Here’s What Warren Buffett’s Mentor Said About Investing
Even Warren Buffett has a mentor.
Benjamin Graham was an American investor and economist and the author of one of the most famous financial books of all time: The Intelligent Investor.
The Oracle of Omaha said about Graham and his famous financial book:
I got a bedrock of investment philosophy that really hasn’t changed ever since I read the book…It was Ben’s ideas that sent me down the right path.
Whether you’re an entrepreneur, an investor or otherwise, Graham’s lessons will help you find financial success faster.
“But investing isn’t about beating others at their game. It’s about controlling yourself at your own game.” – Benjamin Graham
In the book, Graham proposes the existence of two kinds of investors: enterprising and defensive.
An enterprising investor is prepared to take on more risk to grow what he or she has.
A defensive investor wants to protect what he or she has at all costs.
The trick is knowing what kind of investor you are based on your personality type and aptitude for risk.
For example, you might be able to tackle marketing, copywriting, advertising, customer service, product development and more by yourself, but should you?
It’s highly unlikely you possess the skills to do all of these activities at a high level.
Assuming you understand your strengths and weaknesses, focus on what you excel at or love doing. Then work toward either outsourcing or delegating what you can afford.
Manage Your Risk
“Successful investing is about managing risk, not avoiding it.” – Benjamin Graham
Let’s say you decide on investing 10 grand of your personal finances into your new business. It’s a risky investment decision.
A competitor could release a better and more affordable version of your product or service—and put you out of business.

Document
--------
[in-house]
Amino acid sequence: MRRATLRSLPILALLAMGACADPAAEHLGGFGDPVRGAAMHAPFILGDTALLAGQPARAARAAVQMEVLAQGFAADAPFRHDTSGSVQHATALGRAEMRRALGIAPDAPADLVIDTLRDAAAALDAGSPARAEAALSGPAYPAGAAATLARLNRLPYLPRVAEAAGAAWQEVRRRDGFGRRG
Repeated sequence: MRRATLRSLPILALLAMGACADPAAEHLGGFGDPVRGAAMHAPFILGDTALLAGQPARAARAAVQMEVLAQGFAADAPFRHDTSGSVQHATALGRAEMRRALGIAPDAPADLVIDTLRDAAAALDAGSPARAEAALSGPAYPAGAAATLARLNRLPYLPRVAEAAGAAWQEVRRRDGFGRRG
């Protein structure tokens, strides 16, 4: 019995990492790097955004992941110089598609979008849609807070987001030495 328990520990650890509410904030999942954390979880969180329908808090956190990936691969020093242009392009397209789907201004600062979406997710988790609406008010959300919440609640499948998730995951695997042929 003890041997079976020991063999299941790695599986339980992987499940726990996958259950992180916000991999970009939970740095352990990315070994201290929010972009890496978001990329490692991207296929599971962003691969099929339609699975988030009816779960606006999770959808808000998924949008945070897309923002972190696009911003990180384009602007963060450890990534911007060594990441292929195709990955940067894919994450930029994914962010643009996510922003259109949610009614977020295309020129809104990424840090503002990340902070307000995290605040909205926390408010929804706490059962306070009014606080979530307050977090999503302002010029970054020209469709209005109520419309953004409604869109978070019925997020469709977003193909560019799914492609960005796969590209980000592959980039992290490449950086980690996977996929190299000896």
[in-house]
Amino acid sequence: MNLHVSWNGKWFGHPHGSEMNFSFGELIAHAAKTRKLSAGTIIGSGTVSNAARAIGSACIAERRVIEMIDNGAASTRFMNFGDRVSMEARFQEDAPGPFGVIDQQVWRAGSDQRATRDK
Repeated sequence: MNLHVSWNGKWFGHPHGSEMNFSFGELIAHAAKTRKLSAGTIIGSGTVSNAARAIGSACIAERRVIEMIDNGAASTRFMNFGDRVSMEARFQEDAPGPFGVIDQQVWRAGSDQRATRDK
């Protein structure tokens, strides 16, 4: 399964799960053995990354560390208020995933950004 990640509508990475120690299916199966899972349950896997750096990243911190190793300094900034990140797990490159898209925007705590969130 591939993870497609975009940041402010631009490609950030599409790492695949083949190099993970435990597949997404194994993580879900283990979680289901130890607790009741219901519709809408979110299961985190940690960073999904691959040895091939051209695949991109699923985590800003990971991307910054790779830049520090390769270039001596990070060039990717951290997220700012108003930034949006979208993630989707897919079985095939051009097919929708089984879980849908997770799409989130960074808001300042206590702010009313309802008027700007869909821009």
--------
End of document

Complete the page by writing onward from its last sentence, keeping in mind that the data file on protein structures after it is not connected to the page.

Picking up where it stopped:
A change to the Google search algorithm could cut your website traffic and your leads in half.
An annoyed customer could post a negative review about your product or service, dissuading other people from buying from you.
It’s enough to make you sprout a few grey hairs.
So before you invest more time and money in your business, consider how you can manage your risk.
Could you diversify by offering more than one product or service? Would paid search traffic help you manage the risks that come with relying purely on SEO? When can you draw down on that 10 grand and reduce your potential for painful losses?
Remove Emotion From The Equation
“The investor’s chief problem—and even his worst enemy—is likely to be himself.” – Benjamin Graham
If you’re spending the early morning hours and your free time at night and the weekends building a side business, it’s hard to separate emotion from practical decisions.
However, Graham commands you to exercise self-discipline! Find a way to step back from your investments of time and money before reaching a decision about your business or finances.
Perhaps you could hire a business coach who can help you reach a painful conclusion about a product or service. After all, he or she isn’t invested in your ideas or your success.
Or could you set aside five hours a week for customer interviews so you can understand what they’re struggling with, rather than what you want to sell them?
Seek Out A Margin Of Safety
Graham first posed this investment concept before Warren Buffett stepped in to explain it,
You don’t try to buy businesses worth $83 million for $80 million. You leave yourself an enormous margin. When you build a bridge, you insist it can carry 30,000 pounds, but you only drive 10,000 pound trucks across it. And that same principle works in investing.
It’s your job to avoid overpaying for any investments in your business, no matter how exciting. Figure out what something is worth and the minimum you can pay. This gap gives you more margin to fail if the investment or purchase doesn’t pan out.
For example, spending all your profits on a Facebook ad campaign that you hope will convert is an invitation for disaster.
Similarly, expecting a single client’s contract to keep the lights on is an invitation for sleepless nights; what will you do if they leave?
Rebellions might be built on hope, but businesses aren’t! Instead, consider your capacity for failure at the start of any new business project.
Even though Graham published his book in 1949, it focuses on timeless principles rather than dateable tactics.
Just ask Warren Buffett, who has built a legacy by applying what his mentor advocated.
Even if you’re not concerned with stocks, shares and options like Buffett, you can still apply many of Graham’s principles to investments and decisions about your business.